• The Daily

    Explorations, conversations, observations


    Day one

    I realize quickly that most of my experience and expectation of the trail is travel via bike. I am excited to participate with the trail at a different pace, and wonder what other types of trail functions I will find!


    Under the 27th St Viaduct

    The main shade in three bridges park is provided by the cover of the viaducts. Standing under the 27th st. viaduct you get a glimpse of train tracks. I really liked this rock. Staring longingly, perhaps, at the tracks.s I wonder where it's trying to go.


    Brewers Stadium

    Though it's been hard to notice anything but the hot sun lately, at this spot on the trail it was nearly impossible to NOT be distracted from the heat, to sing along with the pop music blaring from the tailgate party just up the hill.

    *please note the hotdog crossing the bridge.


    The Museums

    The Lake Shore Park head ranger wonders about how to get more people to stay in the park. This space is particularly magical because of it's plantings and proximity to the lake. It's used as a thoroughfare because of it's proximity to summer fest and Museums. I am curious about how people build their patience for the slow paced magic.


    Hawley Road

    This is my first experience with the trail being used as a pedestrian space. My cart was stations on the trail near an office building, a bank, and other businesses where workers were given a long enough lunch break to walk the trail. I was amazed at how trafficked it was. I talked to some workers and they requested a picnic table!


    WE Energies Power Plant

    It's amazingly hot today - I can hardly focus. It doesn't help that this place is mostly concrete - horizontal and vertical. What makes it worth sitting and drawing in the hot sun? Is it the tracks that run through the trail or the seagull and train sounds. Or the curiosity of what exactly moves through that giant metal rainbow over the road.


    A Hidden Place

    On the trail to the north of the river - just over the bridge near the urban ecology center the trail splits into 3 paths. The middle path leads to a secret spot - a place where you can be among the tall grasses and sunny flowers. It's peaceful and I find it a good spot to process some of the more challenging truths about our world right now.


    Picnic Tables

    I was told from the woman who manages the trail that when they dismantled the slaughter house - an important piece of valley history - they used the doors from the cattle stalls and repurposed them into picnic tables. I feel like this is a strange example of the sublime.


    Canal St. and 20th st.

    This photo is from a moment earlier in the month, but I returned to this spot and was so engrossed in looking, wondering, and drawing that I forgot to take a photo. The drawing (seen below) depicts the other buildings found on this site. The one in the foreground is a Biodigesting system taking Potawotomi's food waste and turning it into energy that they then sell to WE Energies.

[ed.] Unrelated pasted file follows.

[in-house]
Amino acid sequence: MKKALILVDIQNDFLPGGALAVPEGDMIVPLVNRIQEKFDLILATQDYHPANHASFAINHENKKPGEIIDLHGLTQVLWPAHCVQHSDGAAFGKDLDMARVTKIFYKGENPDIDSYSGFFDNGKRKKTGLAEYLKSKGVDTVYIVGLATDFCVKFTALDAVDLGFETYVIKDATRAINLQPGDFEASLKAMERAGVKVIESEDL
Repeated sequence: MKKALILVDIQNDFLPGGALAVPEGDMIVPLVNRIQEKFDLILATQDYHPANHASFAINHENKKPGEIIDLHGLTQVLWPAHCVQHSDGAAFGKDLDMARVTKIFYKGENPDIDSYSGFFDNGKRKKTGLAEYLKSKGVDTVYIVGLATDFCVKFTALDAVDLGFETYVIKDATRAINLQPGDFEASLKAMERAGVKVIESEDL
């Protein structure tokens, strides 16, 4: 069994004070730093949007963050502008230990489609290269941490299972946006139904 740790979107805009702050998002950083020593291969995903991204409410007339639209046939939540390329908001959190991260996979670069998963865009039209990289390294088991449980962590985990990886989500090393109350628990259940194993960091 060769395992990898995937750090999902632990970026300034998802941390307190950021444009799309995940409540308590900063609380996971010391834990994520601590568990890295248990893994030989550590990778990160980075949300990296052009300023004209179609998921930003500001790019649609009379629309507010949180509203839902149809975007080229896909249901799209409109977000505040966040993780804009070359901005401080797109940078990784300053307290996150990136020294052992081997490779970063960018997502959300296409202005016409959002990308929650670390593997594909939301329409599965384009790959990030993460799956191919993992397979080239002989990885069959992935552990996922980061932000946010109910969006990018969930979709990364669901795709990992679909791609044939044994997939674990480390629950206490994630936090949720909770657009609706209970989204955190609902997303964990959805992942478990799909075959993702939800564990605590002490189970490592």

Lake Shore Park

    Lakeshore State Park was created with excess materials from the deep tunnel project. Rocks were piled to build an island that protects the Summerfest shoreline and creates a recreational space. This isn't the only Milwaukee land that was made build-able by using waste.



    I reach the lake. There is a distinct shift in temperature, and for the first time in my exploration of the trail a shift in scenery. A new set of visual elements beyond the industry and nature that you'll find between 6th and 43rd.



    I'm always attracted to the strange man-made things along the trail - there are shapes and sizes that you just don't see every day. There are functions that are mysterious. I'm sure that I benefit from these things somehow.


    Three Bridges Park

    These wooden pilings remain from a bridge that used to cross the river. These little glimmers of history exist everywhere. I wish they were better marked - but would we stop to read the sign?


    The 16th St. Viaduct

    The Milwaukee Viaducts are magical pieces of infrastructure. They create tight layers of human use. They are their own ecosystems - expanding our idea of nature. An element of that ecosystem is storm water. Each viaduct's drainage is handled differently and offer intriguing variations on how we control of the forces of nature.


    Ex-Cargill building

    A security guard from Potawatomi Casino comes and explains which areas are public and which are private as I set up my Exchange Stand. I appreciate his knowledge and acceptance of shared space. He tells me about the buildings on either side of the casino - I am surprised to learn they used to be part the meat industry. The business still is functional today, though the location has changed and the slaughter house (just west of Potawatomi) is no longer operational.



    I am always seeking community and at the same time trying to stay community-less. To be a part of everything means to belong to nothing. It may sound silly, but every time I am in Three Bridges Park, I have the sense that I am being hugged - welcomed, accepted, a part of the whole.


    Three Bridges Park

    A drumlin is a geological formation created from the movement, gathering, and depositing of glacial till (lots of rocks). The hills in Three Bridges Park are urban drumlins. Formed by the movement, gathering, and depositing of our old freeway structure (lots of rocks).